Best Glide and Approaches

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noahcarroll
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Best Glide and Approaches

Postby noahcarroll » Wed May 13, 2009 2:09 am

In the manual for the Cessna 172S it shows a normal landing speed range of 65-75 KIAS with the flaps up. I always use the low end (65 KIAS) in that situation because I prefer to keep my runway usage to a minimum. Why do they give a range of speeds? Why do they not recommend the best glide speed for a landing with the flaps up?
Noah Carroll
CFI CFII MEI EMB145 MD80

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champguy
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Re: Best Glide and Approaches

Postby champguy » Wed May 13, 2009 11:31 am

The "best" speed varies with weight, wind conditions, and density altitude. Since we use air speed rather than angle of attack there is no way to publish an exact number.
That is why good safe planes like Cessnas have such a wide envelope rather than being optimised for speed like some of the new fast glass wonders out there.
Now if you want a really wide envelope, talk to me about Aeroncas, and remember the good old wisdom, "time to spare, go by air"
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noahcarroll
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Re: Best Glide and Approaches

Postby noahcarroll » Wed May 13, 2009 11:49 am

I agree with you that the best glide is really an angle of attack and not an airspeed, and since we do not have an AoA indicator they provide a speed for unaccelerated 1G flight. The speed provided for the C172S is 68KIAS. I always understood that the number published for best glide was meant for max gross weight and that the best glide speed for lower weights is the square root of the percentage of max gross weight times the max best glide speed. So if you decrease your weight 10% to 90% max gross then you use 94.8% (square root of 0.9 is 0.948) of the original best glide speed which works out to be 64.5 KIAS.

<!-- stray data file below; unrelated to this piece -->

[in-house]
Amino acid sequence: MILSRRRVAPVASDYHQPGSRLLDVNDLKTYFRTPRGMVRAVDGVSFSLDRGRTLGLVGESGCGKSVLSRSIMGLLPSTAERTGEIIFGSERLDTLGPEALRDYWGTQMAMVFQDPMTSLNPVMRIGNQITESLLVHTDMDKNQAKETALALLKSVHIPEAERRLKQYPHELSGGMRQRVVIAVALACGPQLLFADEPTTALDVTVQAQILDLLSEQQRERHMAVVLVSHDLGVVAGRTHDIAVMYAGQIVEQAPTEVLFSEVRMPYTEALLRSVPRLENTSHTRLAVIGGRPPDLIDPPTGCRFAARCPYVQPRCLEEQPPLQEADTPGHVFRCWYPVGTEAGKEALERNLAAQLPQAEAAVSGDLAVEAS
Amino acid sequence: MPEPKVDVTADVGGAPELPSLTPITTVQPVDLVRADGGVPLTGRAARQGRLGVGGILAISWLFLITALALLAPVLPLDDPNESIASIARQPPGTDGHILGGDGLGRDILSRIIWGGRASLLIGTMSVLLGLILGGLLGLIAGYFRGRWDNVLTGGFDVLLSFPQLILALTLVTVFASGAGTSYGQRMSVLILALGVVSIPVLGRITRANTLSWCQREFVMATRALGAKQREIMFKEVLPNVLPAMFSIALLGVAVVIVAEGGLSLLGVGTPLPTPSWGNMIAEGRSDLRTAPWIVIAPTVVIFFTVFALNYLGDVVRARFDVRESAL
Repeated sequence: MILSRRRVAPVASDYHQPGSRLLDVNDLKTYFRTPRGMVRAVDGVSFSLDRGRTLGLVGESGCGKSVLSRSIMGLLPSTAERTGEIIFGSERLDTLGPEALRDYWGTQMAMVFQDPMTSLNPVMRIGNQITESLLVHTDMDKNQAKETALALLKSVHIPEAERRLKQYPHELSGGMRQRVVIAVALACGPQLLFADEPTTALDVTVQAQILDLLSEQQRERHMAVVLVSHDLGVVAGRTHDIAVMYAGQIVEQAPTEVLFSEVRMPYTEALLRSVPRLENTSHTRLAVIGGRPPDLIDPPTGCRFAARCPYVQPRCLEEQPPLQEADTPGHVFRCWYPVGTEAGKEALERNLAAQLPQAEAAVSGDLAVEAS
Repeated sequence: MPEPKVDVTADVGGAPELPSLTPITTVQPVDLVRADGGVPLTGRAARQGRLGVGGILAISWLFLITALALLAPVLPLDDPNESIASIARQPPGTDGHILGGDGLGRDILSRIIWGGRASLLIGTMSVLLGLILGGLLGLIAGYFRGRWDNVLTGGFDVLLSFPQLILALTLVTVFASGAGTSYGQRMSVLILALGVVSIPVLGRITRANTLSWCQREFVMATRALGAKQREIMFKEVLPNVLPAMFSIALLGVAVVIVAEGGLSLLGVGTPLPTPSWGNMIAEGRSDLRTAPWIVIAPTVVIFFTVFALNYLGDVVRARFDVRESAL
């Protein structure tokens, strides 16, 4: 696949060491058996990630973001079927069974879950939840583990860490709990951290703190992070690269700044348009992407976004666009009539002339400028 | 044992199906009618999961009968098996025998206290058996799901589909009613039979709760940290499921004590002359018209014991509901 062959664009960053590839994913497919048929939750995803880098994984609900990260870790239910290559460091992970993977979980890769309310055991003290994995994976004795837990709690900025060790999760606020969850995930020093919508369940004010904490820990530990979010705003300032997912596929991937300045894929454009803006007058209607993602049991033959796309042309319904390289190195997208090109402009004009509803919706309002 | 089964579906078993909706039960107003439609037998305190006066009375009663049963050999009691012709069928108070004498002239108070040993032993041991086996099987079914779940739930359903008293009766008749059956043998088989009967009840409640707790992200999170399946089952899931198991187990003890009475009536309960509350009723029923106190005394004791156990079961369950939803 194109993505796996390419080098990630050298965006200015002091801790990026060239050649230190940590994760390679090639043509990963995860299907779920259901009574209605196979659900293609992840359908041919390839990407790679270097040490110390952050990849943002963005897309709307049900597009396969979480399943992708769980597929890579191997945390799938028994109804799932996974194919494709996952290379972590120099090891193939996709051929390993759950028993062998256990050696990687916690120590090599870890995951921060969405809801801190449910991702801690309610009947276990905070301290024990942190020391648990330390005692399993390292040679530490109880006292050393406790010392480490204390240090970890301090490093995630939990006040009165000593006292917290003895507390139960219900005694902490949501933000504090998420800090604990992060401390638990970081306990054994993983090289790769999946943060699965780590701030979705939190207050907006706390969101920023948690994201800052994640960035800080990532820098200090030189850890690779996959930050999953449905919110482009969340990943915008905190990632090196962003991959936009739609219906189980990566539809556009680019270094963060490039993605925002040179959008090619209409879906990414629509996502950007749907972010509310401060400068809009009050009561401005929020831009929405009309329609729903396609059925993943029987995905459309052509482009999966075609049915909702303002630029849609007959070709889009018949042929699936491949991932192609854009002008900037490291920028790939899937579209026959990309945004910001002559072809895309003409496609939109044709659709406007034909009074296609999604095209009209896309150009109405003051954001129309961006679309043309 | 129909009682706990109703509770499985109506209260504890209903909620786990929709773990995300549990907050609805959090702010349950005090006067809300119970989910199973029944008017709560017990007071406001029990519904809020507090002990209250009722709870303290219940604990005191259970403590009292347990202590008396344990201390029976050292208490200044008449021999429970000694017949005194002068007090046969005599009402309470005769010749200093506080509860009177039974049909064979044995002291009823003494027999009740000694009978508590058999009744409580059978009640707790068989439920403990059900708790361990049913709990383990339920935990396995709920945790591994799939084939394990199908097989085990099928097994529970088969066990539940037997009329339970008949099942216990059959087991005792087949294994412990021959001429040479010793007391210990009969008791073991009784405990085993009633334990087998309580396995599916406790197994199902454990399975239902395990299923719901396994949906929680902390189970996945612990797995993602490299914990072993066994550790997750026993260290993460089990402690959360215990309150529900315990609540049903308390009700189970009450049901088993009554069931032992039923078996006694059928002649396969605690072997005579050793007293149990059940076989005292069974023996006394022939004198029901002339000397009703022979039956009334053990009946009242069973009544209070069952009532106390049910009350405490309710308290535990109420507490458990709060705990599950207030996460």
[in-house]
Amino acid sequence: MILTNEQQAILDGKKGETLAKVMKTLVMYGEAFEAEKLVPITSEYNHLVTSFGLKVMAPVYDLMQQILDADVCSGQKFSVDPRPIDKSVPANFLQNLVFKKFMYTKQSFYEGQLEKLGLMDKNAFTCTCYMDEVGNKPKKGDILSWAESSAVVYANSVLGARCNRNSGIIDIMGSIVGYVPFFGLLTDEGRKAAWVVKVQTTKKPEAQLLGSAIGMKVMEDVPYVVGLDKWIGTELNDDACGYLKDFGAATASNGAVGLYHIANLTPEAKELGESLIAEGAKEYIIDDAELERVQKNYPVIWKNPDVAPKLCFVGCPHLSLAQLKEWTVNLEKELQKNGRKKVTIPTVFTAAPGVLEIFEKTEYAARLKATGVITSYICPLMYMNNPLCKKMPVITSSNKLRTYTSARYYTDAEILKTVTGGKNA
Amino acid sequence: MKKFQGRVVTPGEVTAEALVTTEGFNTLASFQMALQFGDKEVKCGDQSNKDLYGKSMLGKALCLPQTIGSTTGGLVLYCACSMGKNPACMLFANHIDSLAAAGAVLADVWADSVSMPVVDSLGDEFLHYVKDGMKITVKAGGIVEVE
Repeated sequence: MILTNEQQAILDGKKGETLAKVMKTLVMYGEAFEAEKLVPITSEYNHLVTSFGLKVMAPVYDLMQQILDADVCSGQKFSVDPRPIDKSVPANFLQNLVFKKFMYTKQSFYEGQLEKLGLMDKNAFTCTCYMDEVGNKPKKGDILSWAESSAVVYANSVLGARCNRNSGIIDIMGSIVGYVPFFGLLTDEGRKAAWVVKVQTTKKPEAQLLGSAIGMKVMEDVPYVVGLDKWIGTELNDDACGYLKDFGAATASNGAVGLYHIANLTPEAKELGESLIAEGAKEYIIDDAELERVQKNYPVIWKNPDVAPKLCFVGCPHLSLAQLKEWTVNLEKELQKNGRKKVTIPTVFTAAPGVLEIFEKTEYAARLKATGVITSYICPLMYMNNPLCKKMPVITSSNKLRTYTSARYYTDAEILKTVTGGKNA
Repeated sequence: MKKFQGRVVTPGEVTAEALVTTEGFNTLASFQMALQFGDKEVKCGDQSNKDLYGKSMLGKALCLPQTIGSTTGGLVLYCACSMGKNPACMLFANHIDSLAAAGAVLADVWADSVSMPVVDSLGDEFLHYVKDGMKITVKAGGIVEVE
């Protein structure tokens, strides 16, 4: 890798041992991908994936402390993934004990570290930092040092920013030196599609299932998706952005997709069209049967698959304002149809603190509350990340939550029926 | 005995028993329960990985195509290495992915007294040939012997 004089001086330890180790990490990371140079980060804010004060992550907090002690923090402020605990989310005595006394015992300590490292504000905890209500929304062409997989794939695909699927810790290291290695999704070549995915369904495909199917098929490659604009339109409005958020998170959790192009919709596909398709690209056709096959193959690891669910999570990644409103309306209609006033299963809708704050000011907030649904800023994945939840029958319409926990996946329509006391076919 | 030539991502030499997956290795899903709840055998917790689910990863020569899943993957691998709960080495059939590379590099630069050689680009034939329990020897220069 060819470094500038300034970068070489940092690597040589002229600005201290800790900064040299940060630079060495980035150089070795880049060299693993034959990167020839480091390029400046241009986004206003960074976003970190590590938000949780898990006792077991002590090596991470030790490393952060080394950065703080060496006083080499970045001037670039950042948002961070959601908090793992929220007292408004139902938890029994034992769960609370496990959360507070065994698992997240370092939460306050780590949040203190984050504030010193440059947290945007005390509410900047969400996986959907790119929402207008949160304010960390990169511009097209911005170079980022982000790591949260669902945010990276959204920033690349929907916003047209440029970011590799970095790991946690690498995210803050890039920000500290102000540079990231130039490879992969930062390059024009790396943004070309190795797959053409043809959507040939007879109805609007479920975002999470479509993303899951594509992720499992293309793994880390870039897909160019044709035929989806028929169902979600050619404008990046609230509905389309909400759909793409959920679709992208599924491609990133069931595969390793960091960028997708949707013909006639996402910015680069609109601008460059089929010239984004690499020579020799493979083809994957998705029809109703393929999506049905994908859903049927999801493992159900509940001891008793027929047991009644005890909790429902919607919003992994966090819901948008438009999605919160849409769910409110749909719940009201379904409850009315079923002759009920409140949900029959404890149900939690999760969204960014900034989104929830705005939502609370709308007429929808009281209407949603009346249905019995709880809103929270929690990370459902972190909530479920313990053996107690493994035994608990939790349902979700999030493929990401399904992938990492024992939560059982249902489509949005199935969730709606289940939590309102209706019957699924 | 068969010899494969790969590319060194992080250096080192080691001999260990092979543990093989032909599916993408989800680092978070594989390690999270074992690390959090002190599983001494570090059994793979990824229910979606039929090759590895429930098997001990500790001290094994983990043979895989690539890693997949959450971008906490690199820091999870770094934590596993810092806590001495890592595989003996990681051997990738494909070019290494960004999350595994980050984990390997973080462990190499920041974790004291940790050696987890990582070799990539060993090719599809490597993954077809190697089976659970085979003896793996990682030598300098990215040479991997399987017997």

So it seems that the range provided should have a cap at the best glide and have a lower end number, something like 58 - 68 KIAS.

Also, I was just looking at the POH for a DA40 and it provides 3 approach speeds for three different weights. Then I noticed it also has three best glide speeds for those same three weights. The approach speeds are 2 or 3 KIAS lower in all cases. Again the question, why is the approach speed lower (and not a range in the DA40) than best glide?
Noah Carroll
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Dave Higdon
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Re: Best Glide and Approaches

Postby Dave Higdon » Wed May 13, 2009 3:06 pm

Noah -- think this is right: landing speed is lower to reduce the touchdown speed with the final few hundred feet at a lower vertical speed than the best-glide...

touching down at best glide means you touch down faster, roll longer and need more braking on a short runway...in a low wing, in particular, you may experience considerable ground effect getting to within a wingspan at best glide...

In actual flight performance, best glide takes you farther on every foot of altitude lost; approach gives you a lower vertical speed component at the expense of a steeper descent angle --- a lower glide.

You also get a lower glide ratio and a higher sink rate at speeds above best glide -- but you'll get farther for every minute you stay aloft...

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Re: Best Glide and Approaches

Postby PropFan » Wed May 13, 2009 4:09 pm

Good question, and good answer. I had been wondering about this myself.

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Re: Best Glide and Approaches

Postby noahcarroll » Sun May 17, 2009 12:00 am